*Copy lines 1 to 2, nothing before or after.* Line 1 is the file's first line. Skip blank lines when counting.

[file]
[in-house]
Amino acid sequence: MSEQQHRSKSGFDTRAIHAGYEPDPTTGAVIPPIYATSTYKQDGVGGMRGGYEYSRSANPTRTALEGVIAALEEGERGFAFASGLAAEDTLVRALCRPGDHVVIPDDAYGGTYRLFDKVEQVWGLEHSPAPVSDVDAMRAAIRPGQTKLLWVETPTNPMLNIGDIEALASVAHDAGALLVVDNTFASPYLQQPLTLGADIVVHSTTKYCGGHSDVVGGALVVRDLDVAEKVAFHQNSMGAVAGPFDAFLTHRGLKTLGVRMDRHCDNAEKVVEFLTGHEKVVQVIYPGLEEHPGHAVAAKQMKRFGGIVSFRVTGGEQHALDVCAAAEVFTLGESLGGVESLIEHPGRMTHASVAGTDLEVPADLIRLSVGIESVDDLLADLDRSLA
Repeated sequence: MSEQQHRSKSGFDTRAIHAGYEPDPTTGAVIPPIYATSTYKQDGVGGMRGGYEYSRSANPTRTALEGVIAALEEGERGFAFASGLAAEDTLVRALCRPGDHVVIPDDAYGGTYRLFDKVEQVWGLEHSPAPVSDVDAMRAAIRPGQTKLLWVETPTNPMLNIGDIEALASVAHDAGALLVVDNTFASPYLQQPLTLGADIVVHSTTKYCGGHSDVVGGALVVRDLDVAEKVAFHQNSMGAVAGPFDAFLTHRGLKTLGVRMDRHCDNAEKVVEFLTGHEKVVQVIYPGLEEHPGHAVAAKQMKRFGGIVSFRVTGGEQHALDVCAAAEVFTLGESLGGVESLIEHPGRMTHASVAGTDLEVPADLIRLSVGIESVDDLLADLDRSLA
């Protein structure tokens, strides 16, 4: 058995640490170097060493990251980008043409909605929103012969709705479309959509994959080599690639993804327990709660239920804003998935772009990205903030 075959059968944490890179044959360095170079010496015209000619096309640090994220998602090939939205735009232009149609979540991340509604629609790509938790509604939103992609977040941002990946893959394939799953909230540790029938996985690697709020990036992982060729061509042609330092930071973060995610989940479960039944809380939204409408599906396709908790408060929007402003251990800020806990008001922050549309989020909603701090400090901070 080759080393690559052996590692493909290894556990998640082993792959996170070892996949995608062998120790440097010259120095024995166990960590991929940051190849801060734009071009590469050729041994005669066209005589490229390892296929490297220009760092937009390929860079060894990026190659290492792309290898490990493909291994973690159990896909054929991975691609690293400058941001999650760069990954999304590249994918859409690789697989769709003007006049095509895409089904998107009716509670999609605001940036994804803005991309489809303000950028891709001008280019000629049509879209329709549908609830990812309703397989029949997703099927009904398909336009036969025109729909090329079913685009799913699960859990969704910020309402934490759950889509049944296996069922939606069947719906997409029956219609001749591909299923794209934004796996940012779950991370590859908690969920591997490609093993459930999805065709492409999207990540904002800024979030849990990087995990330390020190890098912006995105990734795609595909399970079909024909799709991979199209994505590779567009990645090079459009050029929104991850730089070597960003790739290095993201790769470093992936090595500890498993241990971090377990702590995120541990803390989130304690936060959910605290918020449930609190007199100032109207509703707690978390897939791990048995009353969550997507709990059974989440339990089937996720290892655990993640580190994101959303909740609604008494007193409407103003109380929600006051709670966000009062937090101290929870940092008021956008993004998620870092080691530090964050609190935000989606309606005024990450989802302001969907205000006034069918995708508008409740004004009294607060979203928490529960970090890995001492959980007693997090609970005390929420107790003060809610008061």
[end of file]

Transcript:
[in-house]
Amino acid sequence: MSEQQHRSKSGFDTRAIHAGYEPDPTTGAVIPPIYATSTYKQDGVGGMRGGYEYSRSANPTRTALEGVIAALEEGERGFAFASGLAAEDTLVRALCRPGDHVVIPDDAYGGTYRLFDKVEQVWGLEHSPAPVSDVDAMRAAIRPGQTKLLWVETPTNPMLNIGDIEALASVAHDAGALLVVDNTFASPYLQQPLTLGADIVVHSTTKYCGGHSDVVGGALVVRDLDVAEKVAFHQNSMGAVAGPFDAFLTHRGLKTLGVRMDRHCDNAEKVVEFLTGHEKVVQVIYPGLEEHPGHAVAAKQMKRFGGIVSFRVTGGEQHALDVCAAAEVFTLGESLGGVESLIEHPGRMTHASVAGTDLEVPADLIRLSVGIESVDDLLADLDRSLA